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The French, traditionally so good at revolting, seemed almost outnumbered by the Spanish as the crowd gathered in the Place Catalogne on Saturday March 1st. Banners were held high, noisy drumming, whistles and cries of “Non a la THT” vying with “No a la MAT” were heard from the large numbers of Catalunians, Northern and Southern, converging on the square. 10,000 according to the police, 15,000 the organiser’s estimate.
Dignitaries, such as our Senator Mayor Jean-Paul Alduy, Christian Bouquin, President of the Conseil General and Joan Puigcercos, Interior Minister of Catalogne Sud, mixed with groups of families, friends and local associations. Party political differences were (almost) put aside for the day. Many were carrying flags and home made slogans, all were united against the proposed double circuit 400,000 volt line to run from Baixas to Bescano.
Since the early 1980s when France agreed to sell electricity to Spain, the proposed route has been pushed further and further south, each menaced region managing to defend its territory, till, inevitably, Catalunya, both North and South, has fallen under threat. The RTE (Reseau de Transport d’Electricite) would like to sling its very high tension line across the Pyrenees to the detriment of our environment and with serious health risks for anyone living beneath it. The Non a la THT (Tres Haut Tension) and No a la MAT (Molt Alta Tensio) have been fighting tooth and nail to prevent this happening.
It was a good natured crowd, some in Catalan costume, many with sandwiches, one group with a donkey, that assembled before Les Dames de France on Saturday morning. From time to time the jets of water that spring from the pavement in front of the FNAC were activated. No one was seriously drenched, indeed it caused was much laughter. Eventually the demonstration moved off along a well policed route. From time to time human pyramids were formed, shaped like pylons, and the procession halted to applaud them. There was plenty of time to admire the varying styles of architecture of the grand apartment blocks along the Boulevard Georges Clemenceau, the ancient plane trees and hotels along Boulevard Wilson, the delightful private houses as one turned up hill before curving past the Cathedral St Jacques and passing the lively Arab market on Place Cassaynes. By midday several demonstrators could be seen to slip away, presumably to refresh themselves in the many delightful lunchtime restaurants, bars and cafes with which Perpignan is so blessed. However most ignored their lure, and continued steadfastly on the long circuit leading to Le Castillet where rousing speeches were made …….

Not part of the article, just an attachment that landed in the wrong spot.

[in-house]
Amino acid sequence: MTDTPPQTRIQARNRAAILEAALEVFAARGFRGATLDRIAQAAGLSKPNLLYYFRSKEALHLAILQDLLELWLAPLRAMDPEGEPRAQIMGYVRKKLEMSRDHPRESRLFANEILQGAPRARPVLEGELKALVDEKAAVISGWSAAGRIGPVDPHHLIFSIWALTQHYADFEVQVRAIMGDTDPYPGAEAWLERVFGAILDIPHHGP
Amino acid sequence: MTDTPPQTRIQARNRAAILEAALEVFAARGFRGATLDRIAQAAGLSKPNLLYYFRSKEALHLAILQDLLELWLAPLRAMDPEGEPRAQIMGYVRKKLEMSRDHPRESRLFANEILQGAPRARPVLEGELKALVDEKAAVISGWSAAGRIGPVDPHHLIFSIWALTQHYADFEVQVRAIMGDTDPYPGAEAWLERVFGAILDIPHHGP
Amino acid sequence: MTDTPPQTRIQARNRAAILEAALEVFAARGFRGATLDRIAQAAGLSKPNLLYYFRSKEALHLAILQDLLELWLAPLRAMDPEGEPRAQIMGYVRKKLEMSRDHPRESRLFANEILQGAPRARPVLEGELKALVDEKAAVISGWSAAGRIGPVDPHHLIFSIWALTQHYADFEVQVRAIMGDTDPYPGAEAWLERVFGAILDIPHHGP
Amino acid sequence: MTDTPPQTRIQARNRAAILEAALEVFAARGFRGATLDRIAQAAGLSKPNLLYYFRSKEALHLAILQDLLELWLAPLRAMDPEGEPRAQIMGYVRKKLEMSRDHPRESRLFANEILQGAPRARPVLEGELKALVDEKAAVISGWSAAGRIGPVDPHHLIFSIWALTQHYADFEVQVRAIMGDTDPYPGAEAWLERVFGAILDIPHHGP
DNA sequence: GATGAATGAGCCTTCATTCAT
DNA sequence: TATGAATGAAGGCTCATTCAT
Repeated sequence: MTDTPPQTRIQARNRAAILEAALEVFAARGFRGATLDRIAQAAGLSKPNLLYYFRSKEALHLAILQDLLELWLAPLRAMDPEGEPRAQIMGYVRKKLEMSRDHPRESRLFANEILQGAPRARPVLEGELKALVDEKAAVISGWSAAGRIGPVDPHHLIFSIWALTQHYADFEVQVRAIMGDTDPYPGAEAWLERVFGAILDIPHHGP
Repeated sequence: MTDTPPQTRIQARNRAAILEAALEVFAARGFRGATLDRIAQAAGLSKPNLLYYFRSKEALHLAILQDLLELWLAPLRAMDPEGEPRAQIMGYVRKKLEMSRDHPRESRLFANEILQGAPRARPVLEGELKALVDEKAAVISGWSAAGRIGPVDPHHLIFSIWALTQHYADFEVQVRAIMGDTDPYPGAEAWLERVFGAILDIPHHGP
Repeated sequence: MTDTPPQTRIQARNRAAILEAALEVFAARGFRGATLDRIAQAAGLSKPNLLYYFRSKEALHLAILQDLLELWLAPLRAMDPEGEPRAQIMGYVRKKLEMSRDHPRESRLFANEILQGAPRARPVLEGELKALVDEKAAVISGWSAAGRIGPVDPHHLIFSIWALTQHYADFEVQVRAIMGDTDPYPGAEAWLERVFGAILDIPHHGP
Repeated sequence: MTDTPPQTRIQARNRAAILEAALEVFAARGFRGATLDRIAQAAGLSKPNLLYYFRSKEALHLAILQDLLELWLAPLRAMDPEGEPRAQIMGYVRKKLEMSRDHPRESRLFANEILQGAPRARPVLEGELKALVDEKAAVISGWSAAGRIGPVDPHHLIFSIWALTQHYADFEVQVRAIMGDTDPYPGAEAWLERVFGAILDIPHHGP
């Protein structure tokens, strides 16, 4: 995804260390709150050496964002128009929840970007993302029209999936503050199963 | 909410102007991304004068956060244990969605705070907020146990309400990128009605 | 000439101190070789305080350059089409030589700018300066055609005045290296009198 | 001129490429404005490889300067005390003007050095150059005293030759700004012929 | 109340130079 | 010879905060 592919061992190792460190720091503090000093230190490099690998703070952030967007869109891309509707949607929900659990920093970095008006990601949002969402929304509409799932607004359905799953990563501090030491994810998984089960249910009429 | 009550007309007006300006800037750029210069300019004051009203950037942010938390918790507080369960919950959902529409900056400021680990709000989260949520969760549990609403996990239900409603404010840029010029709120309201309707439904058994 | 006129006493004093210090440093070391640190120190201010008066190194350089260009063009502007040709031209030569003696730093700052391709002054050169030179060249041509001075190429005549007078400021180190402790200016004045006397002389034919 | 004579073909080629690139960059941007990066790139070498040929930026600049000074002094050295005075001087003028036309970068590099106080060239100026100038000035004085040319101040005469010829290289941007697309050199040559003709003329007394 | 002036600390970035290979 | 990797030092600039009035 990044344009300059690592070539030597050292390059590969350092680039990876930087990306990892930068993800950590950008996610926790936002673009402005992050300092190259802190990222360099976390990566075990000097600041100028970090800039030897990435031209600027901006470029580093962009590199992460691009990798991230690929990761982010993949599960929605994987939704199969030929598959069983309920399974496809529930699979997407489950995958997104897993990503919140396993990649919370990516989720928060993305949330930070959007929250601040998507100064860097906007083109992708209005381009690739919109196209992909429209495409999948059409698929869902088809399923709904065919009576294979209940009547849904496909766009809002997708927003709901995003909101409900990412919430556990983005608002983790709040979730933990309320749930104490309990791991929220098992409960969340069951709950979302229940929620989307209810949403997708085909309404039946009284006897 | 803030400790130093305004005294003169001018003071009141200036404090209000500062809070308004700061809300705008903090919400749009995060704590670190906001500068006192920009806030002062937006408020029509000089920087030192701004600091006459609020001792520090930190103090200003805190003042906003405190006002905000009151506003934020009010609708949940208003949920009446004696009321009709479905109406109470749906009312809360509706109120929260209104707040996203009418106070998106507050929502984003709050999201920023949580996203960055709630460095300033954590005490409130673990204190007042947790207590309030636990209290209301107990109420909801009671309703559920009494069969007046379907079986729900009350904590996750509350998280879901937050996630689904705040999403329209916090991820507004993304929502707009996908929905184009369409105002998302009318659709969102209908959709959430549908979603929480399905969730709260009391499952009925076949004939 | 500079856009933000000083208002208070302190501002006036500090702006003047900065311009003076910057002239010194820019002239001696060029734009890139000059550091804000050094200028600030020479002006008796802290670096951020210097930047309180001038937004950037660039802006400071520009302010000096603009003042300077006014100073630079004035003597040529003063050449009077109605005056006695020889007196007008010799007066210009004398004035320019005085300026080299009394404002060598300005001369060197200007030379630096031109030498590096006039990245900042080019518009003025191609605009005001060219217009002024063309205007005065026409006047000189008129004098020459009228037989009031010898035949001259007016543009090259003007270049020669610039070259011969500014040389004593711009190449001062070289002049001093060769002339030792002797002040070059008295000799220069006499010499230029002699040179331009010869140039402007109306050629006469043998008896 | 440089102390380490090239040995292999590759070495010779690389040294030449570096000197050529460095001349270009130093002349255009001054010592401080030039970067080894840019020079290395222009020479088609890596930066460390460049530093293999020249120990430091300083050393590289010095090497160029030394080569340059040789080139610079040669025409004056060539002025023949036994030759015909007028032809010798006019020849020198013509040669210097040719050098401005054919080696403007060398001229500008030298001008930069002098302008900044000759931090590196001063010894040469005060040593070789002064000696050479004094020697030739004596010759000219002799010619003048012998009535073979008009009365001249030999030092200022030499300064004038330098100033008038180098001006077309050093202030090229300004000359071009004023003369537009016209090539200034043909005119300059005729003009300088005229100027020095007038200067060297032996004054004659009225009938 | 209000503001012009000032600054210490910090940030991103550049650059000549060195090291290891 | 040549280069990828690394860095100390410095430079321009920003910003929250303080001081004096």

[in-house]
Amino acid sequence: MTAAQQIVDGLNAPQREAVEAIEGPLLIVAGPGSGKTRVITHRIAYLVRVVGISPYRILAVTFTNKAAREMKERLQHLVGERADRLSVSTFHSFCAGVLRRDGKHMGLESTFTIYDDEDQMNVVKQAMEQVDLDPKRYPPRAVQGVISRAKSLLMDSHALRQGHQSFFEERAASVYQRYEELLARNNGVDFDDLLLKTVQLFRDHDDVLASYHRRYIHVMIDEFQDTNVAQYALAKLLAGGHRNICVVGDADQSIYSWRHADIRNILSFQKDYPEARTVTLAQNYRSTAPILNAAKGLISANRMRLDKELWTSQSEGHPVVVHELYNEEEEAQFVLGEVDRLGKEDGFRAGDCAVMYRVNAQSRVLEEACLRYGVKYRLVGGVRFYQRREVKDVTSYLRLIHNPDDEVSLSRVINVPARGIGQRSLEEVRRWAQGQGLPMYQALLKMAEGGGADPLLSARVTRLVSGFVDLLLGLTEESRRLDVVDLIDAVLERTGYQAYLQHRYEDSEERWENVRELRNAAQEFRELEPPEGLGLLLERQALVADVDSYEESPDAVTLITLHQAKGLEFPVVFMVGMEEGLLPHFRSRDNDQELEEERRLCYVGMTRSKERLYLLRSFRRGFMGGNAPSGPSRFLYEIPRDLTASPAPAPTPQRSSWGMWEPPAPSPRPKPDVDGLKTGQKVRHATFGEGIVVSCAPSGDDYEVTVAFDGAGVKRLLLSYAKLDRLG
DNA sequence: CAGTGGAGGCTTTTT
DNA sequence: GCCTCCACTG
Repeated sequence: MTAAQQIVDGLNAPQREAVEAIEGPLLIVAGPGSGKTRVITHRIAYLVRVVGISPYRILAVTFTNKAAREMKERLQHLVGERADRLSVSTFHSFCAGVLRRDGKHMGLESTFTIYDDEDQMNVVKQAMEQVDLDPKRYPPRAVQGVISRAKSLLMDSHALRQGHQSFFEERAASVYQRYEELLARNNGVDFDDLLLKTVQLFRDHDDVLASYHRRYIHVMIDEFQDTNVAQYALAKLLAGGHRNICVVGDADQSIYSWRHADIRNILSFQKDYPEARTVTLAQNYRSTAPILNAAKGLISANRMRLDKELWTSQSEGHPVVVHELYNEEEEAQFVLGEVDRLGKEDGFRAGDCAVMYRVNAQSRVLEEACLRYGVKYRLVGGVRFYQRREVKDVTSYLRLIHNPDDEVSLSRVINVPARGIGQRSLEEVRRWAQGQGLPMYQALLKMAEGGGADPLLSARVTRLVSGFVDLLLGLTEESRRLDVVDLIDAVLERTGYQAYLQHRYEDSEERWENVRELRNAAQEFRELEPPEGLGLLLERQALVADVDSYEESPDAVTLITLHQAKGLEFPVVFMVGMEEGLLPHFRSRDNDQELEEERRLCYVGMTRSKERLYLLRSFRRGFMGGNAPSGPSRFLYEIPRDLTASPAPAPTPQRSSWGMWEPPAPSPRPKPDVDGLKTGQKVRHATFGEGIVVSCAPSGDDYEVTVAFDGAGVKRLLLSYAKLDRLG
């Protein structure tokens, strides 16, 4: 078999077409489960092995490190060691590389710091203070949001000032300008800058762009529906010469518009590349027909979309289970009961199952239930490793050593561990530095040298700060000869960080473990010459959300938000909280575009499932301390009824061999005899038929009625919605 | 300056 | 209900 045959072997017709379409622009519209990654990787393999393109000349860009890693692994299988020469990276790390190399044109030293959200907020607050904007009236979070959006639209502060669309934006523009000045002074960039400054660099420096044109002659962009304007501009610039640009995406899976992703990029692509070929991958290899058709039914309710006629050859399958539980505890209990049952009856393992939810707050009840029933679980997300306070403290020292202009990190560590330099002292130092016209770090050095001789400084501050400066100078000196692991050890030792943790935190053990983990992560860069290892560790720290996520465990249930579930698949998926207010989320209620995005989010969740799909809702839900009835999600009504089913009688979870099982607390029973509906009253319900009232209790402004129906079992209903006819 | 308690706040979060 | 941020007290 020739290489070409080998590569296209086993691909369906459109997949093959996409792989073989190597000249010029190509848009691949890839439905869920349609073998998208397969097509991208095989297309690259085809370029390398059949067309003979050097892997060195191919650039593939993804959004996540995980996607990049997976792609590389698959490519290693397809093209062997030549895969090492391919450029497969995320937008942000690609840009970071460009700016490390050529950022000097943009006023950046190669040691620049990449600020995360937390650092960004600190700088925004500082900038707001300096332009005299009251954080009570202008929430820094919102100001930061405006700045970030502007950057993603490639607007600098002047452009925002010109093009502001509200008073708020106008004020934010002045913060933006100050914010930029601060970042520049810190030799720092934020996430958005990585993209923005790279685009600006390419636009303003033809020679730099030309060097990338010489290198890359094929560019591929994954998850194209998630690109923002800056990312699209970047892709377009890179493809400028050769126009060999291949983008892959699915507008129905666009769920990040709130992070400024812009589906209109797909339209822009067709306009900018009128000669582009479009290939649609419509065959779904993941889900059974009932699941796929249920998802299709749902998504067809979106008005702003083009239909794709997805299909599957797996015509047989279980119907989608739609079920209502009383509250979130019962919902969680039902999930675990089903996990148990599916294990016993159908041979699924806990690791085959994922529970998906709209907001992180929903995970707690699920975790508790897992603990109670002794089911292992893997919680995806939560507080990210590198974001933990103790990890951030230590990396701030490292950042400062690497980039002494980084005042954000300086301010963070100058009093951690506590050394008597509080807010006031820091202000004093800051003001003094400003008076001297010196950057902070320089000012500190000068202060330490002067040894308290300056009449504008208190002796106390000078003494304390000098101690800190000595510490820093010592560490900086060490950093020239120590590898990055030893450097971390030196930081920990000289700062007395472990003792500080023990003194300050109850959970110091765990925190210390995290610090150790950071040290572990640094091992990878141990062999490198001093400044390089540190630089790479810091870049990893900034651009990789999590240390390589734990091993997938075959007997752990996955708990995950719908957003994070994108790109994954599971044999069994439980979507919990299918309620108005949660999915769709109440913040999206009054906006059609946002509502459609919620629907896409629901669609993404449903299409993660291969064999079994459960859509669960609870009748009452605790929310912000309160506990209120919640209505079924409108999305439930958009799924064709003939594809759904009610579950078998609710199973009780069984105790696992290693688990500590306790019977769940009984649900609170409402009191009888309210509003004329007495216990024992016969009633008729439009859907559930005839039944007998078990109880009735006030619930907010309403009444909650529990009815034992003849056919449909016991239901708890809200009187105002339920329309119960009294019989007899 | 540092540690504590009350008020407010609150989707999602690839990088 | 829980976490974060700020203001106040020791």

If the forces of high finance must be pandered to (and one fears they will be), and France’s electricity must be fed via Spain to North Africa, it seems unbelievable that the line could not have been buried deeply and safely underground at the same time as the TGV line was making its great gash across our landscape. But then whenever did municipal gas, drains and cables ever get laid simultaneously? One has only to think of the constant patchwork of road works in most communes to realise that that would be far too simplistic a solution.
It seems that the powers that be, or could be, are only too happy to wash their hands of all responsibility. They all, French and Spanish, claim it is now a matter for “Europe” to decide. Let Brussels take the blame. In the evening the manif made the national as well as the local news. But then the French do love a revolting tale.
It made the Sunday papers too. All who live in and love the PO should see www.collectif-nonalatht.com to help prevent the proposed desecration of our patrimoine.